In addition to the above analysis, the cost of complying with local building codes and zoning ordinances that change frequently and did not exist a century ago or whenever the historic home was originally built, must be included in the cost of rebuilding. Local building codes are generally enforced and may affect various aspects of rebuilding or repairing a historic home after a loss. Compliance with such codes could include big-ticket items such as rewiring the electrical system, or replacing an entire plumbing system, or widening stairways and/or hallways to improve fire safety.5 While the standard homeowner’s policy for complying with building codes is normally ten percent which might be adequate for newer homes, it would likely be deficient for the rebuilding of a historic home. If possible, therefore, it is prudent to try and obtain a policy that does not have a limit for compliance with local building codes and ordinances.
Estimates show that overall it can cost at least fifty percent more to rebuild a historic home than to build a similar size home with modern materials.6 Once a potential purchaser however, is armed with a detailed and accurate analysis of the home’s special materials, features, workmanship, design, and the cost of complying with local building codes, a more realistic cost to repair/restore or rebuild a historic home can be established.
With the initial step completed of approximating the cost amount to rebuild or restore a historic home in hand, proper insurance coverage to protect a historic home and its owner can be chosen.
The best type of coverage for a historic home insurance policy is one that has unlimited guaranteed replacement cost coverage. This type of coverage requires the insurer to fully cover the entire cost to repair or rebuild a home’s historically significant elements or unique features back to its original state (using like-kind materials and workmanship) regardless of the policy’s insured amount.7 Although guaranteed replacement cost coverage will cost more to procure than standard home insurance – approximately twenty percent more8 – the extra expense is worth it to give a historic home purchaser peace of mind in knowing that he/she will be able to fully recover in case of a disastrous event.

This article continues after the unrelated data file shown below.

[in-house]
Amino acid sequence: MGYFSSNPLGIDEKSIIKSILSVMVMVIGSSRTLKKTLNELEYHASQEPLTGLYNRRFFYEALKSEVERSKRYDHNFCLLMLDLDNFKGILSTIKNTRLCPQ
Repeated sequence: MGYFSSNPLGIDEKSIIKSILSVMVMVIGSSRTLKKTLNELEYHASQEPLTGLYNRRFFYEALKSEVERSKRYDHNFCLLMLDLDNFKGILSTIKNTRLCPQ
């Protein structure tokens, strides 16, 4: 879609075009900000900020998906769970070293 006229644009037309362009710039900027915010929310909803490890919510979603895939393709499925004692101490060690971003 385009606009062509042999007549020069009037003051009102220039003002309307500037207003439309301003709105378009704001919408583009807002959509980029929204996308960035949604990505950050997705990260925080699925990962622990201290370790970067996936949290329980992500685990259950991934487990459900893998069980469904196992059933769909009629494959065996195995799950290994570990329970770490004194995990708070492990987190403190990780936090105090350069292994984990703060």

Another popular coverage is “extended replacement cost” which is less expensive than guaranteed replacement cost coverage. It too carries a guarantee that the insurer will pay the reasonable cost to rebuild the home after a covered loss, but it contains a percentage cap that restricts the total amount of coverage.9 Generally, the cap for most insurance companies for extended replacement cost coverage is twenty-five percent (25%) above the policy’s dwelling amount—simple math. If a policy’s dwelling amount is $300,000, extended replacement cost would amount to an extra $75,000. Again, in the case of guaranteed replacement cost coverage, there is no cap so the insurer will pay the entire cost no matter what the cost number may come to. In major disasters or catastrophic events such as a hurricanes or tornados when the normal cost of building supplies doubles, and labor is at a premium, a guaranteed replacement cost coverage policy will be the best choice for a historic home insurance policy to insure full replacement coverage.
Takeaway: Any old insurance policy will not do if the home is a historic home. Insuring property that has been around for a century will cost more by purchasing a guaranteed replacement cost coverage policy or an extended replacement cost policy, but if you are a preservationist, the cost is well worth it.
1 See Arthur Murray, Historic Homes and Modern Insurance, at 2, HOMEINSURANCE.com.
2 See How to Apply the National Register Criteria for Evaluation, NATIONAL REGISTER BULLETIN, www.cr.nps.gov/nr.
3 See Timothy P. O’Brian, Protecting Historic Homes, at 3, Expert Commentary, IRMI.com, May 2016.
4 Id. at 4.
5 Id. at 9.
6 See Michele Lerner, What to Know about Insuring a Historic Home, Washington Post, Sept. 25, 2019.
7 Id. at 4.
8 See InMyArea.com, Everything You Need to Know About Insuring Historic Homes.
9 Id. at 5.